Mon, Jul 19, 2004 - Page 1 News List

AIDS risk to Taiwan increasing

HEALTH WARNING The number of HIV infections has increased by 15 percent a year since 1997 and the AIDS crisis in China has repercussions for this country

By Wang Hsiao-wen  /  STAFF REPORTER

While dire warnings of a possible AIDS surge in this country grabbed the limelight during the opening of the 7th Taipei Conference on HIV/AIDS yesterday, the safety of Taiwanese businesspeople in the China also prompted concerns.

The latest statistics shows that there are 6,255 people living with AIDS in this country since its first case was reported in 1984. The incidence of HIV infection has increased by approximately 15 percent every year since 1997.

Given society's more open attitude to sex and changing behavioral patterns, the virus is threatening to spill beyond traditional high-risk groups such as gay men and drug users.

"If we fail to take strict measures to curb the epidemic, there will be 13,258 AIDS cases by 2010 and 40,655 by 2020," said Twu Shiing-jer (涂醒哲), chairperson of the Taiwan AIDS Society. "The social losses incurred will reach US$1.6 billion."

"The number of reported HIV/AIDS cases is expected to exceed 1,000 in 2004 alone," Twu said.

The government has made substantial efforts to halt the spread of the disease. In 2001, an AIDS Prevention Commission was founded under the Executive Yuan to coordinate anti-AIDS campaigns.

Yet, according to Twu, attempts to rein in AIDS and to promote patients' rights remains an uphill battle. For instance, the mass media has done little to reduce the stigma attached to AIDS.

"Reporting often lacks real understanding of the disease. Sometimes, the stories fall into sensationalism and reinforce stereotypes of HIV carriers," Twu said.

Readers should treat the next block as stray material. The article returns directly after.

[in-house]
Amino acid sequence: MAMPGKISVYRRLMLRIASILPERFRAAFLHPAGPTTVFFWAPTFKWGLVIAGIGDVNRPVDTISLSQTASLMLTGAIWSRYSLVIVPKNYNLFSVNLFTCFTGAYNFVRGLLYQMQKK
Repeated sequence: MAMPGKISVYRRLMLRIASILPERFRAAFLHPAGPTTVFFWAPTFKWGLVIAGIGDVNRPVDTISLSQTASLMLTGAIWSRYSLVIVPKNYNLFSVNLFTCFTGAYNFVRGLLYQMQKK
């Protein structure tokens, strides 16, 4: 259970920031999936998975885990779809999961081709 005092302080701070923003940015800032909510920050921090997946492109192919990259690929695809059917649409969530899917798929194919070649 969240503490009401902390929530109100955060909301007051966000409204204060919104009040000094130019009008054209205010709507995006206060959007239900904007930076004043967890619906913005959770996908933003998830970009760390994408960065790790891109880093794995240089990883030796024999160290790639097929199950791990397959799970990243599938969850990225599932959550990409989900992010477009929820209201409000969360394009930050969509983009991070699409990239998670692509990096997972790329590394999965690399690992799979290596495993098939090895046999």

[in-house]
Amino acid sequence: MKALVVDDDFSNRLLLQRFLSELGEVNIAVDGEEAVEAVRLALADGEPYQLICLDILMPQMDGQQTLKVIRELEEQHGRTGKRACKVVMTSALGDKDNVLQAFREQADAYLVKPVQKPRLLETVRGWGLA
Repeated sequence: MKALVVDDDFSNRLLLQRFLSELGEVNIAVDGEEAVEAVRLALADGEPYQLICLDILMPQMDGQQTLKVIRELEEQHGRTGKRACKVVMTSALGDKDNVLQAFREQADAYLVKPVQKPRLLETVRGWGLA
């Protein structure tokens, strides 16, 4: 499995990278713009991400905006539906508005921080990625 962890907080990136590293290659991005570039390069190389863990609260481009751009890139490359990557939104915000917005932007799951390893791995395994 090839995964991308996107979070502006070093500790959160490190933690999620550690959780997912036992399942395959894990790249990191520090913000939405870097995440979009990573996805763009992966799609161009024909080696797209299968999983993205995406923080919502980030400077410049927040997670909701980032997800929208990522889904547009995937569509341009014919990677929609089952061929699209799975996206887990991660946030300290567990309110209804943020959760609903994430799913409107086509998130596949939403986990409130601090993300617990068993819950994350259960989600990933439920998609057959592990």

Even some health professionals are reportedly indifferent to HIV-positive people infected.

"The separate AIDS wards in hospitals is proof of doctors' and nurses' discrimination against AIDS patients. We hope someday the AIDS patients will be able to seek diagnosis in whatever department they need to go. AIDS patients have the right to receive equal treatment as patients of any other infectious disease do," Twu said.

The government also came under fire for its lack of originality and urgency in its anti-AIDS campaign. Twu said policymakers are out of the touch with social workers and medical professionals who deal with patients face-to-face.

"We need to keep up with chan-ging social tides. How can you preach abstinence and fidelity when your son and daughter may be on their way to a home party?" said Shih Wen-yi (施文儀), deputy director-general of the Center for Disease Control (CDC).

Experts also warned that the nation must step up its preventative efforts as many Asian countries are on the brink of an AIDS disaster. In many Southeast Asian countries, the disease has quickly spread from drug addicts to commercial sex workers and to the greater public.

According to Dr. Roger Detels, commercial sex workers are a continuing reservoir of infection for men across country boundaries. In this country, men who travel to Thailand, Vietnam, or China to buy sex are at high risk, as are men who marry foreign women who have not had health check-ups.

O.C. Lin (連愛珠), the chief executive of Hong Kong AIDS Foundation, provided some staggering figures to the conference.

"Official figures shows that there are 840,000 people infected with HIV in China. But international health experts believe that the real figure lies between 1.5 million and 2 million," Lin said.

Given the Chinese government's cryptic attitude about any infection outbreak, experts believe that the official estimates are just the tip of an iceberg.

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